For Open Access week, Jisc’s Paul Stokes (Product Manager, Open Research Services), argues that without investment in infrastructure, Open Access can’t be open for all.
So here we are.
Open access week.
People across the world are putting on their FAIR hats, pulling up their Plan S socks, pinning on their Open Access Week badges* and are celebrating Open Data for All.
Everything is open.
Everything is free.
Paywalls are consigned to the bin of history…
And it’s all a great big waste of time and money!
Not at all. Hear me out. This is something I’m quite passionate about.
Open access is useless…
…without the infrastructure, systems, policies and money in place to make it more than an empty gesture.
It’s all very well making digital “stuff”—and by “stuff” I mean anything you’re going to share from papers, articles, data, research outputs in general, etc.—freely available. But if that “stuff” is in an obscure, un-preservable format, with no metadata, no licence attached, not connected to any form of scholarly comms infrastructure, stored on a 30 year old server that’s served by a 56K modem then what’s the point? The only result is a slight feeling of smugness—We’re supporting Open Access! Policy tick!
You might as well just flush it.
If you’re going to release
your the data** into the open universe it’s essential that you do so in a responsible manner. That means, first and foremost, ensuring it’s in a format that’s both usable and preservable. There’s no point in providing a PDF of a scanned picture of a table of data. Absolutely ineffectual. Much better to provide a text file of Comma Separated Values (CSV) that will stand the (usability) test of time.
And don’t forget the meta data. Quite apart from the obvious stuff like what the “stuff” is, who created/generated it and how, there’s so much more that’s needed to make it usable. Headings for tabular data for instance. Descriptions, abstracts, versions, dates, links, licences (how are you permitted to use it) persistent identifiers, provenance, checksums (the trustworthiness of data is going to be the next big thing – trust me 😊).
Assuming you’ve covered all that, your “stuff” still isn’t yet truly usable. If people can’t find it, and once found, can’t download and use it then it’s still not completely open. Connection to a discovery infrastructure and effective bandwidth through the whole of the connection from provider to recipient is essential. As are considerations of size. You, the supplier of large data files, might be connected to a gigabit internet pipe at your end. But if a potential user is working on the end of a single figure megabit local infrastructure, then they won’t be able access the data no matter how “open” it might be. There are of course ways around this (smaller file formats, chunking data, providing compute local to the data and so on), but they need to be thought about as part of the process of opening up your data, not after the fact.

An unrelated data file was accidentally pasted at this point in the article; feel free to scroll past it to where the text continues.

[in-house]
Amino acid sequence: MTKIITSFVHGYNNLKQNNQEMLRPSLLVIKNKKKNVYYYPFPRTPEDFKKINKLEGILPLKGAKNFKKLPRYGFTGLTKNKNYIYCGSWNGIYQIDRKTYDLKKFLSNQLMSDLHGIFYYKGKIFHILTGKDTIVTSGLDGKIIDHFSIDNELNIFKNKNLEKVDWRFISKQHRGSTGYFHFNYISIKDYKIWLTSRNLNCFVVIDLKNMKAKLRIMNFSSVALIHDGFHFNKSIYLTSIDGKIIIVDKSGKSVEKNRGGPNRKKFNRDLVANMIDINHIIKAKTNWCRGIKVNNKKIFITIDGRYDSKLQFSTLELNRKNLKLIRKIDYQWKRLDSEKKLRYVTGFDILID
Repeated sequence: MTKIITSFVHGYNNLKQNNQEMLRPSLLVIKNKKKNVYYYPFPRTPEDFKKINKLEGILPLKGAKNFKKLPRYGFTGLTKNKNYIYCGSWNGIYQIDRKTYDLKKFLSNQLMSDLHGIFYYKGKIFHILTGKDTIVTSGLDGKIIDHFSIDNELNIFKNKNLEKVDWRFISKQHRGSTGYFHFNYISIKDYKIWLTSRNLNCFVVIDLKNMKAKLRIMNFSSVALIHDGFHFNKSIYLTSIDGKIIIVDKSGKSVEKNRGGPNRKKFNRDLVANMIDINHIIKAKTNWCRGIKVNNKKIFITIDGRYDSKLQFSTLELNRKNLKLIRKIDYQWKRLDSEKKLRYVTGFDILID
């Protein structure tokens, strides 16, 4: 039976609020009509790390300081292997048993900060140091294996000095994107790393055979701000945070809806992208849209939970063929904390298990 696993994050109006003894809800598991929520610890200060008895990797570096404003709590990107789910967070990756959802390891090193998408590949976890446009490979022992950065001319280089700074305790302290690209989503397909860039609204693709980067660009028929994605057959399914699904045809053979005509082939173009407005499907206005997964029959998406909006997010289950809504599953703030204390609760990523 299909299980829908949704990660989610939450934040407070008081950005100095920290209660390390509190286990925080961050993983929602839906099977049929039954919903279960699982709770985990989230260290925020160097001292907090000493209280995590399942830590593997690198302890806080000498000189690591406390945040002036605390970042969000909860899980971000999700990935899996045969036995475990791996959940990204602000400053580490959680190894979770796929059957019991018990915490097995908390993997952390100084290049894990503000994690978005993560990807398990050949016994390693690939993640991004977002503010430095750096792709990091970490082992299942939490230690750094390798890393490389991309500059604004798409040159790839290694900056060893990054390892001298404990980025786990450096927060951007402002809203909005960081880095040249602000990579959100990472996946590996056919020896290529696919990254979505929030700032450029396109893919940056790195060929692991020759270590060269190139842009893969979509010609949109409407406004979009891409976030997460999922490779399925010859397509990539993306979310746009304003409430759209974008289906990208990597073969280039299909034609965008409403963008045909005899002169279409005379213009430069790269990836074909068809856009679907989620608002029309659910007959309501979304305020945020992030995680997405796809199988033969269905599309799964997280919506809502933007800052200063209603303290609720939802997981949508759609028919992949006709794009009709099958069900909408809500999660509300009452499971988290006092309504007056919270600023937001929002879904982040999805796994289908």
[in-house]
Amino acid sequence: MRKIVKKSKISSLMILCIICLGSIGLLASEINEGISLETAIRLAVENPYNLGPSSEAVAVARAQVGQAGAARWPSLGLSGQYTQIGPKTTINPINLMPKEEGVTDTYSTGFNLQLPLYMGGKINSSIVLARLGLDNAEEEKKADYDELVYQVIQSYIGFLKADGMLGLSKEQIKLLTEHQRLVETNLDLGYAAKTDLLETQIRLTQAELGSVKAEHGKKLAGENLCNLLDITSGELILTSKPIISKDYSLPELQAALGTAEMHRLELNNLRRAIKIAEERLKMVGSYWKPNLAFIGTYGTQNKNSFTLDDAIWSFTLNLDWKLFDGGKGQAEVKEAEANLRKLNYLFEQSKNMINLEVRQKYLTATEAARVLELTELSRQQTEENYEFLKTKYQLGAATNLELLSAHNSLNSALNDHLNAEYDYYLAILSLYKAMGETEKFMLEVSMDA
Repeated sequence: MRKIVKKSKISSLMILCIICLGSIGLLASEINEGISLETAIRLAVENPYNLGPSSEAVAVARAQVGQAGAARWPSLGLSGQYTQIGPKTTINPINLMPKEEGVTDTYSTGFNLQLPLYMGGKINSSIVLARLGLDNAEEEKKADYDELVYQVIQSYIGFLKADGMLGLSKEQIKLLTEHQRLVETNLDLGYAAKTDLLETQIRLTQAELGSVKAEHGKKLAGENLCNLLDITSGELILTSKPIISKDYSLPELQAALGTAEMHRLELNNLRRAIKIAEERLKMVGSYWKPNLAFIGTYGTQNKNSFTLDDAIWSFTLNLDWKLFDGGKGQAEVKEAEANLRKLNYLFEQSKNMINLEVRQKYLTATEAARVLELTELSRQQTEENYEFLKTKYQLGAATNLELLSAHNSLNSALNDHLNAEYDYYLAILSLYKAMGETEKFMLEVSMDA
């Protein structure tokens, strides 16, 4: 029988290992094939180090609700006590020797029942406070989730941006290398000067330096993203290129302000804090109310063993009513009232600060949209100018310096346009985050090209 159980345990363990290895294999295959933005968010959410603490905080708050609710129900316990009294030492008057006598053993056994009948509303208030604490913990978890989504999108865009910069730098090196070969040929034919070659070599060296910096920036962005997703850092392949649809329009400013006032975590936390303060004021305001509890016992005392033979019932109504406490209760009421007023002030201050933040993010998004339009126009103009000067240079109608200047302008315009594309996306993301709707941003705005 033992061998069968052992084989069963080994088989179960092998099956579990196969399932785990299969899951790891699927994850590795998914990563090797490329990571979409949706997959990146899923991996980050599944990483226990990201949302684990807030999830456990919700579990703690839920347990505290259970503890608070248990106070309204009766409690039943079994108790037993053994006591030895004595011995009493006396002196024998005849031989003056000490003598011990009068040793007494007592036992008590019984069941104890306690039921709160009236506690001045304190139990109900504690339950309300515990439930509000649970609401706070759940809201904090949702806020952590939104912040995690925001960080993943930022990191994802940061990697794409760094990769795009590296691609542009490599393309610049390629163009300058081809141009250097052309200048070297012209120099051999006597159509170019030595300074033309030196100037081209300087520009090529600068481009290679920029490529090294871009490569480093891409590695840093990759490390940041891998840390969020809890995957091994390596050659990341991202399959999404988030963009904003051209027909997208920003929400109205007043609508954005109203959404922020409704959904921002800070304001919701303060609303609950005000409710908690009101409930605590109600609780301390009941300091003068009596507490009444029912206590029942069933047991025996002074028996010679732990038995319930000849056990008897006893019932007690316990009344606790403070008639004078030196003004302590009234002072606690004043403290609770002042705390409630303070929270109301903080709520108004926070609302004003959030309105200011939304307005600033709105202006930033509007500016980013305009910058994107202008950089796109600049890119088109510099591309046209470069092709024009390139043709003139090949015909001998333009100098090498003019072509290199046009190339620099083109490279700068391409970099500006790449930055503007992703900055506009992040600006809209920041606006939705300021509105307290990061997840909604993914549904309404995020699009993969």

And then there’s the cost.
data “stuff” isn’t free.
The ultimate desire might be to make it free at the point of use, but someone, somewhere along the line is going to have to pay. Open infrastructure isn’t free infrastructure. Servers cost money to run. The generators of the “stuff” paid to create it in the first place, and in many cases they continue to pay to provide it to users. Where is that money going to come from? Simple project funding which only covers costs during the active lifetime of a project simply isn’t sustainable. Eventually the long tail cost of keeping “stuff” available will vastly outweigh the original cost of creating it in the first place.
How could this long tail cost be accounted for? Perhaps a national (international) centrally funded, interconnected, interoperable repository and preservation infrastructure is the way forward. That way we ALL pay. But, individually the cost is infinitesimal. (A debate for another day…)
Now, I’m a preservation person. It’s my job to bang on about Digital Preservation to anyone who’ll listen (and thank you for listening by the way). So obviously I’m going to big up the preservation aspects of the problem. But the truth is, it’s all important. Open access is but the tip of the iceberg. The quick, easy and cheap tip. We need all of the rest in place before we can truly say our “stuff” is open to all.
Before I finish… An exercise for the reader. What do you think is the order in which the missing components could/should be addressed? What is the most important (and why)? How should we go about addressing these problems, and (another one of my hobby horses) who’s going to pay for it?***
*I made up the FAIR hat and Plan S socks, but you can get your badge design here
**Who owns open data? The creator? The funder? No one? Everyone? Answers on a postcard please.
***Go big with the questions or go home I always say!